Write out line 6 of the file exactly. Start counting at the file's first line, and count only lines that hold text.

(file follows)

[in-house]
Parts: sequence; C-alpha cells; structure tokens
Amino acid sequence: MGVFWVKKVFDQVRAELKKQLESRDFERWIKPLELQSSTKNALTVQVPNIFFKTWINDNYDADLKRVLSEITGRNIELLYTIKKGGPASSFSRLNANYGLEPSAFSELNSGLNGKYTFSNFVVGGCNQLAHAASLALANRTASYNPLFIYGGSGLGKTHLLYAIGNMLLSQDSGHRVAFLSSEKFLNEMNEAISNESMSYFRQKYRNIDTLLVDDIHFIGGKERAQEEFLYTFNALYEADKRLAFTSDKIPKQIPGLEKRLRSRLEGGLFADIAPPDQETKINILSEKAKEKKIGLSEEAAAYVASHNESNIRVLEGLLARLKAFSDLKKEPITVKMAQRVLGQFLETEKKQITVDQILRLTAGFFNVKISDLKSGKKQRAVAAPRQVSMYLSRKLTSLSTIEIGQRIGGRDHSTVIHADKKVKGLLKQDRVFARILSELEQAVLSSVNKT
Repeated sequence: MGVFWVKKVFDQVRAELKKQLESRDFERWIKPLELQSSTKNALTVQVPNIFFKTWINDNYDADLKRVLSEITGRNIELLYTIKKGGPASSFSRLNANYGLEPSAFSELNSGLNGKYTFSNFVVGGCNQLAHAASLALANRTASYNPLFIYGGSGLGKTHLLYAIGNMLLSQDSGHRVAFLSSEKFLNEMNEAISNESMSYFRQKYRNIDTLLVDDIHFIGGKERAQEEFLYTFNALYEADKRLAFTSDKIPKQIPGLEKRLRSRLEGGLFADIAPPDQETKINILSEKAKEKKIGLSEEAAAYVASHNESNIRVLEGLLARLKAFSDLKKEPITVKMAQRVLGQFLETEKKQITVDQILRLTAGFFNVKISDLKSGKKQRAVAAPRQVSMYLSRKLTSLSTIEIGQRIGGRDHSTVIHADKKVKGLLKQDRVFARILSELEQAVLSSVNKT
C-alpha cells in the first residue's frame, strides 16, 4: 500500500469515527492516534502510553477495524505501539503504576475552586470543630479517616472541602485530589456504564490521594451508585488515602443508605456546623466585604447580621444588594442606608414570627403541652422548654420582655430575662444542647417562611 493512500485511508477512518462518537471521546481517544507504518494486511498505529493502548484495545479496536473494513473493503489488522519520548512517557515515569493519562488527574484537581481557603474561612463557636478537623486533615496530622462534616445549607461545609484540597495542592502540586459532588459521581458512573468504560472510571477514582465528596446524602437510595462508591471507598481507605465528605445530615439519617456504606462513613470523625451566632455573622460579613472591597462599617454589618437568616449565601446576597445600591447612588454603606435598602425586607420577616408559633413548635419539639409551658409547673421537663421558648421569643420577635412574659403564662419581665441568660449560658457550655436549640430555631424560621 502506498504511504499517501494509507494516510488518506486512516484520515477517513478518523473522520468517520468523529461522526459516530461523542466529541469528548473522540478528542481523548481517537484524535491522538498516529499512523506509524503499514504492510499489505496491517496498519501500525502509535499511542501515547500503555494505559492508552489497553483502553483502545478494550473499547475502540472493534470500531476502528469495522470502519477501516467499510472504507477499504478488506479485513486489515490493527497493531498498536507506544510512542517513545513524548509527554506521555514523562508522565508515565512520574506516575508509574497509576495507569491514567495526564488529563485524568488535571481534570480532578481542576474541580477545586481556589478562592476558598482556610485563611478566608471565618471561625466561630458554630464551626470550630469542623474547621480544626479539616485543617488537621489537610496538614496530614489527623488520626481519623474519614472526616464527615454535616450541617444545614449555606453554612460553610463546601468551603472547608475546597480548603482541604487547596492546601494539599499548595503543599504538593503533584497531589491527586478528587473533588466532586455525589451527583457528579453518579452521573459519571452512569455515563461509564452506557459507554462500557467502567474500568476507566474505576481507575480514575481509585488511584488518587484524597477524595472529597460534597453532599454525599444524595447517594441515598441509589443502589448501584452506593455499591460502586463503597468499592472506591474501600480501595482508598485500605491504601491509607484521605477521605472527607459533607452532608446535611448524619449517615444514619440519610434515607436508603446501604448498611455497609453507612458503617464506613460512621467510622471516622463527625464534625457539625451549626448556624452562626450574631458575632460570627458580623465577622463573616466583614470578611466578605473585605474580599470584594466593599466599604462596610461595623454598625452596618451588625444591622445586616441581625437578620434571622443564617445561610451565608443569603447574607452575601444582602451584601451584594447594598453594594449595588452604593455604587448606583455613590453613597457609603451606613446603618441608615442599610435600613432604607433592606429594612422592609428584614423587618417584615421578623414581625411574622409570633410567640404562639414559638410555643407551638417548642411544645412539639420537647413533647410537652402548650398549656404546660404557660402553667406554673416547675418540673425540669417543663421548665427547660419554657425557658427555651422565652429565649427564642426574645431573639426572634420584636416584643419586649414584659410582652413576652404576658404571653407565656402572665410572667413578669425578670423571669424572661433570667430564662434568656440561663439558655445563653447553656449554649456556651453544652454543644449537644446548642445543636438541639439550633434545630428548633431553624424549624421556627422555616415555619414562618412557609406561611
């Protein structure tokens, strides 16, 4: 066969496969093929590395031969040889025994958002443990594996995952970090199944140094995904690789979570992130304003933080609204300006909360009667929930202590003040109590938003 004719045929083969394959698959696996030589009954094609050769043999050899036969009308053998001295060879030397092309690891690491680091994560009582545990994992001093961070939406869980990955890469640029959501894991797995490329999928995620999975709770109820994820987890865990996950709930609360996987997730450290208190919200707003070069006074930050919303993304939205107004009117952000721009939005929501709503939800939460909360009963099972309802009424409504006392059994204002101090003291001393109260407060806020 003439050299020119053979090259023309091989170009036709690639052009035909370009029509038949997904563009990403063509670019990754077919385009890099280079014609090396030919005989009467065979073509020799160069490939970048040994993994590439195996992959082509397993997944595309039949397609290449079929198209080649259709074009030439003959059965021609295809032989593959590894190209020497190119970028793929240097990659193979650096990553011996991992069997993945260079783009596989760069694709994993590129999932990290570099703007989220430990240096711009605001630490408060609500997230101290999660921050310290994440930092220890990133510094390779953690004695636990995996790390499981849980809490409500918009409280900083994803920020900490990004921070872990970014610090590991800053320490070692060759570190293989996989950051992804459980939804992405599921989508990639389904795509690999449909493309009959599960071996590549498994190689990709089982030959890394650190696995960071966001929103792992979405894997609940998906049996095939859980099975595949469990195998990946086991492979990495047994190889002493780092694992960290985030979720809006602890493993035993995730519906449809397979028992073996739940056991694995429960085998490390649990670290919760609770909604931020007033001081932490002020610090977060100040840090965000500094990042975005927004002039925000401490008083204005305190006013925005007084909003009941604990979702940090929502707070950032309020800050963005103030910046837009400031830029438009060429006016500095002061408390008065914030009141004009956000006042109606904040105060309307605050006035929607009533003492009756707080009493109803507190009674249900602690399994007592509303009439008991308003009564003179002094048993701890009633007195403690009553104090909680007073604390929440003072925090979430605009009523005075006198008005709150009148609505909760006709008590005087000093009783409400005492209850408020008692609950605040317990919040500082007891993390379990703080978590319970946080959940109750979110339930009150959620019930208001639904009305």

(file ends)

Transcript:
């Protein structure tokens, strides 16, 4: 066969496969093929590395031969040889025994958002443990594996995952970090199944140094995904690789979570992130304003933080609204300006909360009667929930202590003040109590938003 004719045929083969394959698959696996030589009954094609050769043999050899036969009308053998001295060879030397092309690891690491680091994560009582545990994992001093961070939406869980990955890469640029959501894991797995490329999928995620999975709770109820994820987890865990996950709930609360996987997730450290208190919200707003070069006074930050919303993304939205107004009117952000721009939005929501709503939800939460909360009963099972309802009424409504006392059994204002101090003291001393109260407060806020 003439050299020119053979090259023309091989170009036709690639052009035909370009029509038949997904563009990403063509670019990754077919385009890099280079014609090396030919005989009467065979073509020799160069490939970048040994993994590439195996992959082509397993997944595309039949397609290449079929198209080649259709074009030439003959059965021609295809032989593959590894190209020497190119970028793929240097990659193979650096990553011996991992069997993945260079783009596989760069694709994993590129999932990290570099703007989220430990240096711009605001630490408060609500997230101290999660921050310290994440930092220890990133510094390779953690004695636990995996790390499981849980809490409500918009409280900083994803920020900490990004921070872990970014610090590991800053320490070692060759570190293989996989950051992804459980939804992405599921989508990639389904795509690999449909493309009959599960071996590549498994190689990709089982030959890394650190696995960071966001929103792992979405894997609940998906049996095939859980099975595949469990195998990946086991492979990495047994190889002493780092694992960290985030979720809006602890493993035993995730519906449809397979028992073996739940056991694995429960085998490390649990670290919760609770909604931020007033001081932490002020610090977060100040840090965000500094990042975005927004002039925000401490008083204005305190006013925005007084909003009941604990979702940090929502707070950032309020800050963005103030910046837009400031830029438009060429006016500095002061408390008065914030009141004009956000006042109606904040105060309307605050006035929607009533003492009756707080009493109803507190009674249900602690399994007592509303009439008991308003009564003179002094048993701890009633007195403690009553104090909680007073604390929440003072925090979430605009009523005075006198008005709150009148609505909760006709008590005087000093009783409400005492209850408020008692609950605040317990919040500082007891993390379990703080978590319970946080959940109750979110339930009150959620019930208001639904009305």